Russian Lawmaker Alleges Conspiracy in Sexual Harassment Claims
Leonid Slutsky (Marat Abdulhatin / TASS)
The Russian lawmaker at the center of the country’s biggest sexual harassment scandal, speaking candidly for the first time in an interview with Snob magazine, said there is an ongoing conspiracy against him, including the threat that the BBC will release an audio tape allegedly showing him harassing one of its journalists.
State Duma deputy Leonid Slutsky was publicly accused by three journalists this year of groping and lewd behavior, including a journalist from the BBC, leading some news outlets to boycott the lawmaker and the lower house of the parliament. An ethics commission dismissed the claims in March, despite the British broadcaster's claim there is an audiotape of the incident.
“In my case harassment was a discrediting tactic. They tried to test in Russia a method that proved effective in America. It didn’t work,” Slutsky said in an interview with Russia’s Snob magazine Wednesday.
The lawmaker said he was targeted because the alleged harasser “has to be someone fairly unconventional, flamboyant [...] who gets women’s attention and gives it to them.”
Slutsky recounted a case where he was alleged to have groped BBC Russia correspondent Farida Rustamova last year, contending that he “had no physical contact with this lady’s groin or other body parts.” BBC Russia said it possesses an audio recording that details the encounter which it has yet to release.
Slutsky said he suspects the unnamed “mastermind” of the campaign to release an alleged audiotape, whose existence he does not dispute, to renew the wave of accusations. “Perhaps it was compiled, spliced from various episodes [...] When interest is waning, you add more kindling.”
Acknowledging that he may have kissed Rustamova on the cheek, Slutsky said an age gap may have caused her to misconstrue his friendliness as sexual harassment. “In my view and in the view of my generation, it’s a token of affection for someone who didn’t just come to get an interview, but commands respect.”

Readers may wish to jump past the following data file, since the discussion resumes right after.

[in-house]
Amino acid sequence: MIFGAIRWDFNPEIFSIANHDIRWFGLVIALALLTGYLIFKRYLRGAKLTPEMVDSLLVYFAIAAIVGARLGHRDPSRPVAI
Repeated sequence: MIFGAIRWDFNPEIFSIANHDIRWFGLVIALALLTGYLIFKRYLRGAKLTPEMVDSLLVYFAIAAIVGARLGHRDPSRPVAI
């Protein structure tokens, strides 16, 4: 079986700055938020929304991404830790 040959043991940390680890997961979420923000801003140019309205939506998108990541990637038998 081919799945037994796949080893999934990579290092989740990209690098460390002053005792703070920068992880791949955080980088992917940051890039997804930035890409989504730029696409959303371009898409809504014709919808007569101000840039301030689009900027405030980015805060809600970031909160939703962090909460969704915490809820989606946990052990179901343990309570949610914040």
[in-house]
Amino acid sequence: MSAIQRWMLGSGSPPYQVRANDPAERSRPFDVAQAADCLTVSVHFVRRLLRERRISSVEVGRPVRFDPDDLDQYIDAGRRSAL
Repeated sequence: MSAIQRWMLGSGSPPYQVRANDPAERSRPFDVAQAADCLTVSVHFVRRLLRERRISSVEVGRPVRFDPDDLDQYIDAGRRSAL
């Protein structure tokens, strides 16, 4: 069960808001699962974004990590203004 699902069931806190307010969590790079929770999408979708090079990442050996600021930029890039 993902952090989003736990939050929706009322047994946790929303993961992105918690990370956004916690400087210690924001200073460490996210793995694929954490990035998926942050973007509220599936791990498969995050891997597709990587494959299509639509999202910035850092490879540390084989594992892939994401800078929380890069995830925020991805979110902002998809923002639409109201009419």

Slutsky has maintained that he was the target of a smear campaign, offering as evidence a story about an unnamed acquaintance who had at one point turned down an $1.5 million offer to falsely accuse him of rape.
He likened his case to the wider geopolitical standoff between Russia and the West, comparing the accusations he faced to those levelled against Russia in recent years, including accusations of interfering in the 2016 U.S. election and poisoning a former spy in Britain earlier this year. “They say ‘you killed, attacked, poisoned the Skripals, meddled in the American elections, touched a groin,’ etc. No real facts or arguments, only emotions!”
The alleged tape of the harassment may still be released. But Slutsky said he felt confident that he was immune from its effects, and the he had been a “vaccine” against the “idiotic and contagious virus” of the global #MeToo movement that barely registered in Russia.
“In a sense, I stopped this wave at the cost of my reputation,” he told Snob.